We’re at the start of the vacation season and so I thought it would be fun to review silent films that were shot on location. I define “on location” as anywhere outside the studio property. My goal is to cover films shot far and near, from Southern California to Europe to Africa.
I hope you’ll enjoy what I have in store for the month and while you’re waiting for the new reviews, here are some interesting pictures shot on location that I have already covered:
(For the sake of brevity, I will just describe all these films as being “shot on location” but, obviously, most had a good number of scenes shot on studio grounds as well.)
The Wind (1928): Shot in the western Mojave Desert, which I lived in and around most of my life. Needless to say, I find the cast and crew’s melodramatic accounts of desert-related hardships to be slightly hilarious.
Tol’able David (1921): Richard Barthelmess and Henry King’s ode to Americana was shot on location in Virginia.
Ben-Hur (1925): The production rather infamously collapsed in Italy. Twice. Comparatively little of the Italian footage is in the finished film but what a story to tell!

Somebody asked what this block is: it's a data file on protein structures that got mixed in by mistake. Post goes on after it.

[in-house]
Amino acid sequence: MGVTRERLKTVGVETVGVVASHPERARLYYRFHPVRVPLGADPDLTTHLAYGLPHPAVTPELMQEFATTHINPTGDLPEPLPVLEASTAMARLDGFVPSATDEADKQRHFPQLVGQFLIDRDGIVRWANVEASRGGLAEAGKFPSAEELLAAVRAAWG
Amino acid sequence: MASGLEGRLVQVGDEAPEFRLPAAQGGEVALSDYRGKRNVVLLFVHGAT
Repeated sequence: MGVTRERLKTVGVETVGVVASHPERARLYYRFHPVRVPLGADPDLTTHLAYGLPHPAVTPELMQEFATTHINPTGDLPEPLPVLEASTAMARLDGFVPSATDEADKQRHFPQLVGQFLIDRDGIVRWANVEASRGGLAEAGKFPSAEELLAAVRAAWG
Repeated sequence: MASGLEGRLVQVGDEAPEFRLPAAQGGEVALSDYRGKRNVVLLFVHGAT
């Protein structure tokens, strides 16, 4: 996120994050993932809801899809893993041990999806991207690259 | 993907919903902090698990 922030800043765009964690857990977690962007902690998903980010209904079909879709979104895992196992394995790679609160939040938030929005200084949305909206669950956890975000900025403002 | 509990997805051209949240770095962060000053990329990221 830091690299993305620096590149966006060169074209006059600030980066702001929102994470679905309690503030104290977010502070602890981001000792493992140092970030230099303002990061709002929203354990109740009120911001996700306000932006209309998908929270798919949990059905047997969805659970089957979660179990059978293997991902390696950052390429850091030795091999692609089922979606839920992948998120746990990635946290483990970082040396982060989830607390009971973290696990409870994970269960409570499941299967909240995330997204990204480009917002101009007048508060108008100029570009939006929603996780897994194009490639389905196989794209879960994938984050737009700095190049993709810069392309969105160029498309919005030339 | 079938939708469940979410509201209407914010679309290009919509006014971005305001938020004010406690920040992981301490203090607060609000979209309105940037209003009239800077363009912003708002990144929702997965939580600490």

The Love Flower (1920): D.W. Griffith’s bonkers crime melodrama is one of the films he made in Florida and the Bahamas for… reasons. There actually were reasons but, good lord, it’s a long story.
A Modern Musketeer (1917): Douglas Fairbanks headed out to the Grand Canyon for this modern swashbuckler.
The Trail of ’98 (1928): Go to Alaska, they said. Cross a wild river, they said. What could go wrong, they said. So what if we lose a few stuntmen?
Michael Strogoff (1926): A French/German production with a cast made up mostly of Russian exiles who were not too keen on returning home, this epic used Latvia to sub for Russia. According to leading man Ivan Mosjoukine, it took fourteen railway cars to transport the costumes, props and equipment. The Latvian army supplied the cavalry.
The Married Virgin (1918): An early Rudolph Valentino appearance makes this film notable but movie buffs will also enjoy seeing Hotel del Coronado (you know it from Some Like it Hot) in San Diego.
Back to God’s Country (1919): More dangerous, snowy conditions. The original leading man actually died from pneumonia brought on by the Canadian winter.
There are many more titles but I had better wrap this up before I go on too much. Anyway, I have a nice stack of titles all ready to go and I hope you’ll enjoy them as much as I did!
Like what you’re reading? Please consider sponsoring me on Patreon. All patrons will get early previews of upcoming features, exclusive polls and other goodies.